From VHS tapes to YouTube: Terrorist recruitment since 9/11
Developments in technology have been profound since the terrorist attacks on the World Trade Center on September 11th, 2001. The growth of social media has facilitated the recruitment of members to extremist groups, while also making it easier to monitor them and increase the odds of preventing acts of terrorism. Read along as UCPH researcher Boris Düdder shares insight on the importance of technology with regards to post-9/11 terrorism.
Social media has made deep inroads and influenced the way terrorist organisations recruit members and disseminate their ideologies.
"Technology plays a massive role in terrorism today. Terrorist organisations spread their messages and attendant fears on a large scale via mass media and social media. In 2001, al-Qaeda recruited terrorists using VHS tapes that were physically distributed among people. Today, they are able to convey their messages by uploading videos to the internet with a few clicks – with a massive reach," says Boris Düdder, an Associate Professor of Computer Technology at the University of Copenhagen’s Department of Computer Science.
Düdder goes on to explain how terrorist-produced videos disseminate ideological propaganda and serve as effective recruitment tools.
"A video conveys emotions far better than the written word, for example. In addition, terrorist organizations understand how to exploit algorithms on YouTube and other media platforms. This means that once a person clicks on an extremist video or searches for something on Google, more of the same content becomes recommended. It becomes a very dangerous echo chamber," explains Düdder.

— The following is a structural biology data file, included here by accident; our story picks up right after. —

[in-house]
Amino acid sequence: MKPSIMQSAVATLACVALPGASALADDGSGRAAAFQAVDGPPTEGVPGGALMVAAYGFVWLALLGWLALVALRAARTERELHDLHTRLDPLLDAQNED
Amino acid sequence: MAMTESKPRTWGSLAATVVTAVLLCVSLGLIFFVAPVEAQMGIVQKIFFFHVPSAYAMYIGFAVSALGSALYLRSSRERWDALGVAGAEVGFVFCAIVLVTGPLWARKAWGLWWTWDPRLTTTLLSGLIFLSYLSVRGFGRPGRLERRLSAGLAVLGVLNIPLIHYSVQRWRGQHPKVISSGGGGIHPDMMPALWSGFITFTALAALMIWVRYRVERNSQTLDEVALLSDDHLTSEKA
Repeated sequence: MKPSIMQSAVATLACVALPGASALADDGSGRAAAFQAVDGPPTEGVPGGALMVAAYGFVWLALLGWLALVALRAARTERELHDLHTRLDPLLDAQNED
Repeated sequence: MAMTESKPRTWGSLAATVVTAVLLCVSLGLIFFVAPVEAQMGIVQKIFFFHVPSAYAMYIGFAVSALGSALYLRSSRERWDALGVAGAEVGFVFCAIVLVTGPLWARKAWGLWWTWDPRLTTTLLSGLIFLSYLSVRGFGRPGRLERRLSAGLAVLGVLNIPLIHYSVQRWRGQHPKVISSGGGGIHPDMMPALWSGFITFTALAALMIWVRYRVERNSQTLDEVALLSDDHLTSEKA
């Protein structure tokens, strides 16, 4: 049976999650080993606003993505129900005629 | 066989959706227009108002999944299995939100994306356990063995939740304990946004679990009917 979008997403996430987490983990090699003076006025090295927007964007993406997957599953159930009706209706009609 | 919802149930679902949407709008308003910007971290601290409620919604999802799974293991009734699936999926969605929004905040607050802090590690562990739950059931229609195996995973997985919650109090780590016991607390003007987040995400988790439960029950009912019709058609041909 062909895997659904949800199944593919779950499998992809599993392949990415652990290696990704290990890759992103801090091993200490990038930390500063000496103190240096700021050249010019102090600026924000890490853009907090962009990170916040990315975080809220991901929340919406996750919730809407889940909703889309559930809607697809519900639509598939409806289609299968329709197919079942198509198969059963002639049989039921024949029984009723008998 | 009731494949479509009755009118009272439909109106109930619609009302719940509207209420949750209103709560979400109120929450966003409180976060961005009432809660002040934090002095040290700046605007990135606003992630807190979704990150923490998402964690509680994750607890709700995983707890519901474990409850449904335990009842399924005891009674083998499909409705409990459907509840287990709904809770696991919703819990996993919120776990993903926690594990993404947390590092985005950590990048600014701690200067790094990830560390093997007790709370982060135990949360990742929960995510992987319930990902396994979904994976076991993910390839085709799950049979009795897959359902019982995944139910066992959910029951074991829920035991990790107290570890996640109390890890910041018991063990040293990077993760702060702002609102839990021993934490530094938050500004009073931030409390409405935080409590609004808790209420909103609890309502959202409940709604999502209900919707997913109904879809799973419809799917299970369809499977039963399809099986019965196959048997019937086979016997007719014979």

Furthermore, it is extremely difficult for the authorities to intercept and regulate these videos because they are typically designed in such a way that their messages are hidden or that the identity of uploaders cannot be deciphered. Once people begin sharing a video in closed chats and the like, it is nearly impossible to slow the pace, according to the tech expert.
New technology can prevent attacks
While algorithms and social media have made it easier to stir fear among populations and enlist members to terrorist networks, technology has also made it possible to thwart acts of terrorism.
Indeed, fourteen planned terrorist attacks in Europe were foiled in 2019 according to the European Parliament, double the number of terrorist acts conducted during the same year.
"Several potential terrorist attacks have been dismantled through surveillance technology, via tapped phones and hacked emails that helped reveal suspicious behavior. Technology has also proven remarkably useful when it comes to monitoring cash flows, where large sums between suspects may indicate terrorist coordination," he says.
There is no straightforward answer as to whether technological development has been an advantage or not in terms of the risks posed by terrorism.
"That’s why it is important for us to continue researching the role of technology within the context of terror," concludes Boris Düdder.
The price of increased monitoring
While surveillance technologies have made it possible to prevent some terrorist attacks, they come at a cost, according to UCPH researcher Boris Düdder:
"One risks false suspicion. For example, some people may be placed on do-not-fly lists even if their only ‘crime’ is to share the same name as a terrorist. Furthermore, remarks on various social media are also open to misinterpretation. This can limit how much one dares to express online and in public spaces, which becomes problemlatic for freedom of expression and democracy," according to Düdder.
Boris Düdder, Associate Professor
Department of Computer Science
University of Copenhagen
email@example.com, +45 93 56 57 48
Faculty of Science
University of Copenhagen